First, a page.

Gidget Goes Psychotic

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Gidget Goes Psychotic.jpg (42076 bytes)After each performance at the Limbo Lounge, Id make a curtain speech graciously imploring the audience to sign our mailing list.  To make my pitch more entertaining, Id improvise the titles of future plays they might see. One night, the title Gidget Goes Psychotic popped into my feverish brain. It got a big laugh and I used it as the punch line of my curtain speech for quite some time. Eventually, Ken said, You know weve been promoting this play for years. Maybe we should do a show called Gidget Goes Psychotic. Initially, it didnt appeal to me at all. I found no glamour or fake grandeur in the Frankie and Annette beach party movies or in the film and television series Gidget. The shows I was writing for Theatre-in-Limbo were built on fantasies of who Id like to play. A Byzantine empress, yes, a teenage surfer girl -- I dont think so. Then it occurred to me that if Gidget were indeed psychotic, perhaps that would manifest itself in multiple personalities. These other selves, particularly her main alter ego, the dominatrix Ann Bowman, would give me the flamboyant acting opportunities I sought.

We originally performed Gidget Goes Psychotic as late shows at the Limbo Lounge while we were performing a full eight show a week schedule of Vampire Lesbians of Sodom at the Provincetown Playhouse. As soon as the curtain came down on Macdougal Street, wed jump into cabs and race across town. Our audience would be waiting outside the club before we got there. It was exhausting but exhilarating. The response was so overwhelming that we decided to transfer that play Off-Broadway as well.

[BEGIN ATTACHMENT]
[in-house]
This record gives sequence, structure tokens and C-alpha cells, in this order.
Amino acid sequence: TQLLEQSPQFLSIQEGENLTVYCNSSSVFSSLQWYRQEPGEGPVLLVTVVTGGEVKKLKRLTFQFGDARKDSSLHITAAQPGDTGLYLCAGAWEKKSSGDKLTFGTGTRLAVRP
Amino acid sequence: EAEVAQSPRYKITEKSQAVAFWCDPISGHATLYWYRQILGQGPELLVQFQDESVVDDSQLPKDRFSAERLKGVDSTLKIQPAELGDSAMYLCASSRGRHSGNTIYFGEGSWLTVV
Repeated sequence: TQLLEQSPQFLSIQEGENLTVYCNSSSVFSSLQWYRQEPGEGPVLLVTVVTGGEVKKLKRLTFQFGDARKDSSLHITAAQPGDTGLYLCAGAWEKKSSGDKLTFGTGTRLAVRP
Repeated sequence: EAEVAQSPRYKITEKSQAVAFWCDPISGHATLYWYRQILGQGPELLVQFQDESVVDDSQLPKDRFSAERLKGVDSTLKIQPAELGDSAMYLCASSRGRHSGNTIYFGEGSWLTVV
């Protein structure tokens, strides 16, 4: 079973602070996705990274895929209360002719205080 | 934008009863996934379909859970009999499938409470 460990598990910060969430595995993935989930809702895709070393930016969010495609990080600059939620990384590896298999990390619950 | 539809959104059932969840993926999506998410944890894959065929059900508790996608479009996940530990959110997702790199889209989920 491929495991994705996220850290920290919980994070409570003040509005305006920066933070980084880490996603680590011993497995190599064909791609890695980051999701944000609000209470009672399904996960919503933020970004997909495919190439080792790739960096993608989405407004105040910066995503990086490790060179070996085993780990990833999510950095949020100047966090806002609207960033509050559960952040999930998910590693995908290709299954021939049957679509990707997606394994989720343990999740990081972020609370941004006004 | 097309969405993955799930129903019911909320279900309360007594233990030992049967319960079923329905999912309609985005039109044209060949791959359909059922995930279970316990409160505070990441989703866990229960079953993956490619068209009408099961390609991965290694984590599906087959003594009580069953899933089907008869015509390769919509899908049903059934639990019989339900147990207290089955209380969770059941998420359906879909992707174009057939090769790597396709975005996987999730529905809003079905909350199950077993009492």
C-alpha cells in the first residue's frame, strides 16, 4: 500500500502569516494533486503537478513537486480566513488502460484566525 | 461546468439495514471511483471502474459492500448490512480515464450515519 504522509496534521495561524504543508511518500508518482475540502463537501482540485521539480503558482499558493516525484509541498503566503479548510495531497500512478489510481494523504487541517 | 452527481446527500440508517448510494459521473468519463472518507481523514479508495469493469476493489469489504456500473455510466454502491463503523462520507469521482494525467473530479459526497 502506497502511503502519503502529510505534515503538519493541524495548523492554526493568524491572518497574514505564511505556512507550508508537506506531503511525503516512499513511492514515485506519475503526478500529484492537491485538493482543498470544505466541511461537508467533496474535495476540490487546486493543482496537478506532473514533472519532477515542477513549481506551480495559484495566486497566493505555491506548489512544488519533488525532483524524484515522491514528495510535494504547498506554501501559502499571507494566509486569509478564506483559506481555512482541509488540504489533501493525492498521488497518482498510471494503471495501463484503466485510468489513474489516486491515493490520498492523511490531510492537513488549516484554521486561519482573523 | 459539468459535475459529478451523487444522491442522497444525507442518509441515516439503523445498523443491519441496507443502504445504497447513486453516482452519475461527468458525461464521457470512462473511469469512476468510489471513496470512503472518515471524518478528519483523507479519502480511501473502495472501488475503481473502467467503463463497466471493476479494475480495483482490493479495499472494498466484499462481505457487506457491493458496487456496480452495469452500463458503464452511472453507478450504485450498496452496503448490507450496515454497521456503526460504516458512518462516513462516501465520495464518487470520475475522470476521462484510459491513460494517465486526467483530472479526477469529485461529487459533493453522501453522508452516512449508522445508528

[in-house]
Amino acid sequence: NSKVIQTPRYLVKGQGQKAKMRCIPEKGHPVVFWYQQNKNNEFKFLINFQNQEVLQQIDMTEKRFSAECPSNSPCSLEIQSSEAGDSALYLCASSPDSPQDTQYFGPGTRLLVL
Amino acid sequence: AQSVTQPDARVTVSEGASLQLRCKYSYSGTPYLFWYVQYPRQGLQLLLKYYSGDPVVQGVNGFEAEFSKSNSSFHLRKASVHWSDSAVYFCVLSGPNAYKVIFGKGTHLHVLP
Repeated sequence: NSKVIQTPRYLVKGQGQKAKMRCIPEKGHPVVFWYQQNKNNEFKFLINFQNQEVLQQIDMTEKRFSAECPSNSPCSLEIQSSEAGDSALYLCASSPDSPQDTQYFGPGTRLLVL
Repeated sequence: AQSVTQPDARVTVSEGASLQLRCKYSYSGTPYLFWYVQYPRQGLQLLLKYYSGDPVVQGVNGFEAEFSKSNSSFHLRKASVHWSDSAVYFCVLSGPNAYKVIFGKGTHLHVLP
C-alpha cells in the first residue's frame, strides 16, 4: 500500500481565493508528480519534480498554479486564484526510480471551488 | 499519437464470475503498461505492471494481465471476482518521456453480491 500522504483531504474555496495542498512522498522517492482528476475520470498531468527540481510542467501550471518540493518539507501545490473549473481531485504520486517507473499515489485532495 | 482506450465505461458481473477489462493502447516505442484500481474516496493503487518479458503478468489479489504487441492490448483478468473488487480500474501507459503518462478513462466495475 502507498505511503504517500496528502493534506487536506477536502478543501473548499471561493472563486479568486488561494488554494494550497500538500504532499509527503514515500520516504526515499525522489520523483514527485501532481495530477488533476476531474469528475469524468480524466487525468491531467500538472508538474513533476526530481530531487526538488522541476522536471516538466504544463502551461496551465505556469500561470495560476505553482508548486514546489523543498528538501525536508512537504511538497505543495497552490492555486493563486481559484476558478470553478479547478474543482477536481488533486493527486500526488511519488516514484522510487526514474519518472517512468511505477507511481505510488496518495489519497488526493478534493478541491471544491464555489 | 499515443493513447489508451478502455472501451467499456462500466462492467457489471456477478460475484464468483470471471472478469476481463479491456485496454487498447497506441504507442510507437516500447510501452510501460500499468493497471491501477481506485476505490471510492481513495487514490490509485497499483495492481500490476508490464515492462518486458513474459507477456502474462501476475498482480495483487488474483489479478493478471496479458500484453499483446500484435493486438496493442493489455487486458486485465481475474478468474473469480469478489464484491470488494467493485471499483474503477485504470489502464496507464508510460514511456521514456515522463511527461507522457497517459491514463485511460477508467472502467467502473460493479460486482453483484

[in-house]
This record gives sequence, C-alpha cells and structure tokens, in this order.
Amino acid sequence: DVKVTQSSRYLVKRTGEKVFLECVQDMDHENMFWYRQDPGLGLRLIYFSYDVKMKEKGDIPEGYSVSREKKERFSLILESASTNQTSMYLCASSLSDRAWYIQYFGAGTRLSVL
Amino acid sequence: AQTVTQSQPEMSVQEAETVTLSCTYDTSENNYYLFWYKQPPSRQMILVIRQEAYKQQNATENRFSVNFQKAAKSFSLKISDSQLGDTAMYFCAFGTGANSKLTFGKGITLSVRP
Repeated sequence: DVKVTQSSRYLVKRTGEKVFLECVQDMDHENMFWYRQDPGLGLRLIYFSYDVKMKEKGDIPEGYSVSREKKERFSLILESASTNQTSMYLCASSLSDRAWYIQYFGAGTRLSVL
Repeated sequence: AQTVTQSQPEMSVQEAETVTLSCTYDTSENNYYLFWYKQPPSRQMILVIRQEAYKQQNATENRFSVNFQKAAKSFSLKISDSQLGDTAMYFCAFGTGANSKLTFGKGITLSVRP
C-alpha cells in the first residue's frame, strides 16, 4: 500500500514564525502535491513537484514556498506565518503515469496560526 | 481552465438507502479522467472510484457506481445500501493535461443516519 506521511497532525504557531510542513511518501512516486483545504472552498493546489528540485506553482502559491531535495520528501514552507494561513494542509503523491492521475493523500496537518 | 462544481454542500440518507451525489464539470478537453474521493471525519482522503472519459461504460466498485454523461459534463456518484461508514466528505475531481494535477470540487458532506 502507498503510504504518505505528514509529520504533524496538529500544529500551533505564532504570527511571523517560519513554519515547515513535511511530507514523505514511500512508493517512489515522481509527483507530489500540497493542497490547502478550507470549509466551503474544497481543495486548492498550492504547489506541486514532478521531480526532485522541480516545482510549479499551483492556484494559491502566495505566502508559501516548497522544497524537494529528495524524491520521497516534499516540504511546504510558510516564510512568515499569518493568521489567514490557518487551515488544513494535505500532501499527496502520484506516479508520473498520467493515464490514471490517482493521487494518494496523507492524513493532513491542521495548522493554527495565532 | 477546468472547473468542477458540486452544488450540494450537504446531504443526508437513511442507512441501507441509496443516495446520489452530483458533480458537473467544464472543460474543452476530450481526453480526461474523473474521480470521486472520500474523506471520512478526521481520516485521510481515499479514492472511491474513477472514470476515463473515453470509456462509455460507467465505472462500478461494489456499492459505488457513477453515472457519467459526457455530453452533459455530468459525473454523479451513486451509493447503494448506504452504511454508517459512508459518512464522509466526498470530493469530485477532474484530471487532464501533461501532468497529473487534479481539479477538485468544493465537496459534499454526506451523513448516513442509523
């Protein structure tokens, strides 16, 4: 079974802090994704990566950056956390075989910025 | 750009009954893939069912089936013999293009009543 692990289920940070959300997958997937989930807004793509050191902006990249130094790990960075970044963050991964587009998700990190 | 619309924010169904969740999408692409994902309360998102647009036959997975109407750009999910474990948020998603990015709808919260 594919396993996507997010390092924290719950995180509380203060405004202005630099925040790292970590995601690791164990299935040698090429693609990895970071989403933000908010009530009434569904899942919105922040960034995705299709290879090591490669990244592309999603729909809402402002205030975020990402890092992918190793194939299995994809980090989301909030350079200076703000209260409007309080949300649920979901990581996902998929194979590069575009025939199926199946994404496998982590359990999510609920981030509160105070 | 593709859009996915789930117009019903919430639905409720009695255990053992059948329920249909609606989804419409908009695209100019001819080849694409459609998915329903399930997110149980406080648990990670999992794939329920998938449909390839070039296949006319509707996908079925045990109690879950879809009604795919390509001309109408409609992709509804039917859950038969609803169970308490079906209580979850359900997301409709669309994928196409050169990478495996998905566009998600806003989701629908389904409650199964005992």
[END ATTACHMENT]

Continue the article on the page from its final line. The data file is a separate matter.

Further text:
There was some concern that there could be copyright problems with the title Gidget Goes Psychotic and that I should think of an alternate. Frankly, I was glad to re-title it Psycho Beach Party. What had begun as strictly a spoof of a specific movie and TV series had become a very personal piece of writing. I dont imagine Im alone in having experienced as a young person a feeling of being a different person in each facet of my life. My heroine, Chicklet, learns that each of the various roles she plays in life are all part of one being, and that they only make her stronger. It was fascinating for me to realize that all creative writing is personal. The campiest theatrical spoof full of movie references could be a revealing self-portrait that others might identify with.

Performed at the Limbo Lounge, New York City, October 10 - 26, 1986


Directed by Kenneth Elliott, Choreography by Jeff Veazey,
Lighting by Vivien Leone, Costumes by Robert Locke,
Wigs by Elizabeth Katherine Carr, Set Design by B. T. Whitehill


Michael Belanger, Ralph Buckley, Charles Busch, Robert Carey,
Jim Griffith, Andy Halliday, Arnie Kolodner, Becky London,
Theresa Marlowe, Meghan Robinson

New York Native

Other Plays by Charles Busch
Plays 1976 - 1982    Plays 1984 - 1989    Plays 1991 - 2009     Musicals    Solo Performances 

Other Stage Appearances
Auntie Mame    Little Me    The Maids

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